Ford drive axle assemblies consist of a rear axle housing and a differential carrier. At the center of the differential carrier is a driveshaft, which connects the differential to the back of the transmission and transfers the power produced by the engine to the drive wheels. Within the differential are several bearings, which periodically require service. However, the differential cannot be serviced until both drive axles have first been removed.
Things You'll Need
- Tire iron or impact wrench
- Shop jack
- 2 safety stands
- Socket wrench
Loosen each lug nut on both rear wheels with a tire iron or with an impact wrench.
Elevate the rear of the vehicle with a shop jack underneath the differential.
Slide a safety stand underneath both axle housings, then lower the vehicle onto the stands.
Disengage the parking brake and remove the shop jack.
Remove the loosened lug nuts from both rear tires, then pull the tires off of the axles.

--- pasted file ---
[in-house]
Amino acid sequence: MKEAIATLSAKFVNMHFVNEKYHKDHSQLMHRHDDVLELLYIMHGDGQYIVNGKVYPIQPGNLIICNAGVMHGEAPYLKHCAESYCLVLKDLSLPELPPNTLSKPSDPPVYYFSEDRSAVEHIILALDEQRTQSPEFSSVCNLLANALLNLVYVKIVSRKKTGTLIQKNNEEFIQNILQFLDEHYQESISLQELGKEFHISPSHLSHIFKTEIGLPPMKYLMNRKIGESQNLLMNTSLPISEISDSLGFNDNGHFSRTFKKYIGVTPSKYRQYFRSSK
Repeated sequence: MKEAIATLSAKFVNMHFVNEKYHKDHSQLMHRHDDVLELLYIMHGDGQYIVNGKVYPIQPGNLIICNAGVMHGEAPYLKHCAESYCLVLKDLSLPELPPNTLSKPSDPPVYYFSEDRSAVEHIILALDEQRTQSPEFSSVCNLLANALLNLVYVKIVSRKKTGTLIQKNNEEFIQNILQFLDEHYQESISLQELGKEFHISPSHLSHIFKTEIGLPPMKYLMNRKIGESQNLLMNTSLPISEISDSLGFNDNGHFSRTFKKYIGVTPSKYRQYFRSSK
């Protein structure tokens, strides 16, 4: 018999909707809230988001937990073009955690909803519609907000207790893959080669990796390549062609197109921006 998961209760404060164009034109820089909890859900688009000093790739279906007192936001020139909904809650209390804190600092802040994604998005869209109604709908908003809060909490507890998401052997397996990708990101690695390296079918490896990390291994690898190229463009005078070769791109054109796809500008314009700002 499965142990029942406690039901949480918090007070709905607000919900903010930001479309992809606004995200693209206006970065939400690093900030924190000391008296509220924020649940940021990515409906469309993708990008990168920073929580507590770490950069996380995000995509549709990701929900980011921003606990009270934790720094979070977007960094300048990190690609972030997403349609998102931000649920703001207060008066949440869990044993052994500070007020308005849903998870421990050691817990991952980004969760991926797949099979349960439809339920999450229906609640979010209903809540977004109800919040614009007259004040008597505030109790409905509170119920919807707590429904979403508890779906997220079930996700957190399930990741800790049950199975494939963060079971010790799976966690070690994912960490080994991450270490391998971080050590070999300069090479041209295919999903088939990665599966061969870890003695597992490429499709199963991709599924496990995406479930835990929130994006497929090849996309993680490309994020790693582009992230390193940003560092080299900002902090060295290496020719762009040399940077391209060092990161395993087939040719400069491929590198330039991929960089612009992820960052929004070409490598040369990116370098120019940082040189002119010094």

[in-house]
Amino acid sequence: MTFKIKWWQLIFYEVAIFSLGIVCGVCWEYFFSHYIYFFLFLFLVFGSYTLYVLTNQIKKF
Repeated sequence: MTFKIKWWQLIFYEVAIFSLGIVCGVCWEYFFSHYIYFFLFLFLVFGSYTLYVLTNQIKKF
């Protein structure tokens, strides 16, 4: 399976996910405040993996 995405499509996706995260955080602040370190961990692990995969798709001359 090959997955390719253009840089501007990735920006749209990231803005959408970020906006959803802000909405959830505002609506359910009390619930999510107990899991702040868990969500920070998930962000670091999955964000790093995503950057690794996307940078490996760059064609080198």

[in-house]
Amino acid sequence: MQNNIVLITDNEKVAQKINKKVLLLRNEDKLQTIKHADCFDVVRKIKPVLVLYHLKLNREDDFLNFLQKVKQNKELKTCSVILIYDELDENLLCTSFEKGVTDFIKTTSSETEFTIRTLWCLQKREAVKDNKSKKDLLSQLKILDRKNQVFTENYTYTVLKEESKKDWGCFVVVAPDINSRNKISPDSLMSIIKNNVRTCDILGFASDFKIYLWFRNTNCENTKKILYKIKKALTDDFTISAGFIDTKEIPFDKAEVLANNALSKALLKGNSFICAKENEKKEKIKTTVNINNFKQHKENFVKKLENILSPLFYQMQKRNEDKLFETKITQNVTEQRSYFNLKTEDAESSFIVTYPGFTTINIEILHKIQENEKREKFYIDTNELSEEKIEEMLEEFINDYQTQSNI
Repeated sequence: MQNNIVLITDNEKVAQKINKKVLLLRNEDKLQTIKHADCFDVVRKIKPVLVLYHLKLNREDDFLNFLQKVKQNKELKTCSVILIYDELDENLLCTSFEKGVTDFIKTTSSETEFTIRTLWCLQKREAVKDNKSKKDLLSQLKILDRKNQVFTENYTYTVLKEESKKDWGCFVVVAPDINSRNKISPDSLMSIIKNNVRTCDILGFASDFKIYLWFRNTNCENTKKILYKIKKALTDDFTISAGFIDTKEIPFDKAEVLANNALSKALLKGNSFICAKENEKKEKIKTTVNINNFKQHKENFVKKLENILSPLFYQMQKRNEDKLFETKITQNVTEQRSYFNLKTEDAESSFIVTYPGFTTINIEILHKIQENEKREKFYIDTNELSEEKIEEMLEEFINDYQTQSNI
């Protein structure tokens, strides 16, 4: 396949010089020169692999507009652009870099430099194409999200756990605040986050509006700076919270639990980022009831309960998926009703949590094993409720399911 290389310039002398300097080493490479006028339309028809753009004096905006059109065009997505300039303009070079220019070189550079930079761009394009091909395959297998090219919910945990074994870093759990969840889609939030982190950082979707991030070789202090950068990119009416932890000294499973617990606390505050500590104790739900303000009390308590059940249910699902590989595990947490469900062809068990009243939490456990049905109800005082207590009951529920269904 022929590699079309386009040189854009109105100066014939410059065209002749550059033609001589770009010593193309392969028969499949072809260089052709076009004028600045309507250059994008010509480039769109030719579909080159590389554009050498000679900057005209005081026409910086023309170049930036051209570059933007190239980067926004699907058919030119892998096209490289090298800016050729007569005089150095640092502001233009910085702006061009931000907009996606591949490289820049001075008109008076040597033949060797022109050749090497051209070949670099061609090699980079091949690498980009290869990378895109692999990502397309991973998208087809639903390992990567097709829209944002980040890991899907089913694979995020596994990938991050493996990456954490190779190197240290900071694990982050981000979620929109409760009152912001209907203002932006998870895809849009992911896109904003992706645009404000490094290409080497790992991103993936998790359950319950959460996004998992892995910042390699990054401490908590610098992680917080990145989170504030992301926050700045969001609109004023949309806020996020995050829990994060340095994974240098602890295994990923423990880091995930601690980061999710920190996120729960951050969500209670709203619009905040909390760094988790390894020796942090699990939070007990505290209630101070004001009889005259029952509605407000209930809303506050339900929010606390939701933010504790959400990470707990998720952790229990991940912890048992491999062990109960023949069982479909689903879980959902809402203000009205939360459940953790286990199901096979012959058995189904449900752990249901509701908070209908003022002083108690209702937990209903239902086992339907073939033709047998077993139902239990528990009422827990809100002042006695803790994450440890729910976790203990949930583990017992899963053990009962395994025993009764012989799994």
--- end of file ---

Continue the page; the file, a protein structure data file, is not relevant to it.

Pull the brake drum off of the drive axles to expose the axle’s mounting plate, if the vehicle is equipped with drum brakes.
Remove the axle shaft’s retaining bolts. The metal disk at the tip of each axle shaft consists of a number of studs, over which the wheel mounts and a single circle. This circle’s sole purpose is the enable a socket wrench to access and remove the axle’s retaining bolts. Insert a deep-socket connected to a socket wrench through the access circle to remove the bolts. Rotate the axle shaft to move the circle until each bolt has been removed. The precise number of bolts varies depending on the model of the vehicle, but there are typically four or five mounting bolts.
Grasp the back of the metal disk at the tip of the axle shaft; then pull the axle straight out of the axle housing.
- Haynes Repair Manual: Ford Full Size F-150 Pick-Ups, 2004 Thru 2006; Chilton; 2006
- Haynes Repair Manual: Ford Mustang (1979-1993) & Mercury Capri (1979-1986); Chilton; 1999
- Motor's Auto Repair Manual; Ralph Ritchen; 1968
- Photo Credit Creatas/Creatas/Getty Images
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